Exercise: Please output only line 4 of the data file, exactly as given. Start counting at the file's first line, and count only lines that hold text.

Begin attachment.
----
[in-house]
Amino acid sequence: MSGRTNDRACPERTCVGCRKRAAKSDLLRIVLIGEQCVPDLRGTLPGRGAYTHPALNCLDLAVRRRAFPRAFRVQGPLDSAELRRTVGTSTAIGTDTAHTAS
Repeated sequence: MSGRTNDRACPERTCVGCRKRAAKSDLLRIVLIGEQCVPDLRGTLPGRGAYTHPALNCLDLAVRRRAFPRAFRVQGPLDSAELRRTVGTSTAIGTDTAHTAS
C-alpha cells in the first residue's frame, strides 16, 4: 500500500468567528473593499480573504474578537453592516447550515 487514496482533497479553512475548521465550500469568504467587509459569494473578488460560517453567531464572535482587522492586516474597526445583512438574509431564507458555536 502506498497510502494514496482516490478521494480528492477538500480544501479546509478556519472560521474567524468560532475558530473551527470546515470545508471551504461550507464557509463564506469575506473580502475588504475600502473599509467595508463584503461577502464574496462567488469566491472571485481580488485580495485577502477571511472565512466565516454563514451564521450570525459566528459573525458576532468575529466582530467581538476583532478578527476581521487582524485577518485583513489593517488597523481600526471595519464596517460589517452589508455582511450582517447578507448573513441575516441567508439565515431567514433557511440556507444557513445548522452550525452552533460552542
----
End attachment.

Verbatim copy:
C-alpha cells in the first residue's frame, strides 16, 4: 500500500468567528473593499480573504474578537453592516447550515 487514496482533497479553512475548521465550500469568504467587509459569494473578488460560517453567531464572535482587522492586516474597526445583512438574509431564507458555536 502506498497510502494514496482516490478521494480528492477538500480544501479546509478556519472560521474567524468560532475558530473551527470546515470545508471551504461550507464557509463564506469575506473580502475588504475600502473599509467595508463584503461577502464574496462567488469566491472571485481580488485580495485577502477571511472565512466565516454563514451564521450570525459566528459573525458576532468575529466582530467581538476583532478578527476581521487582524485577518485583513489593517488597523481600526471595519464596517460589517452589508455582511450582517447578507448573513441575516441567508439565515431567514433557511440556507444557513445548522452550525452552533460552542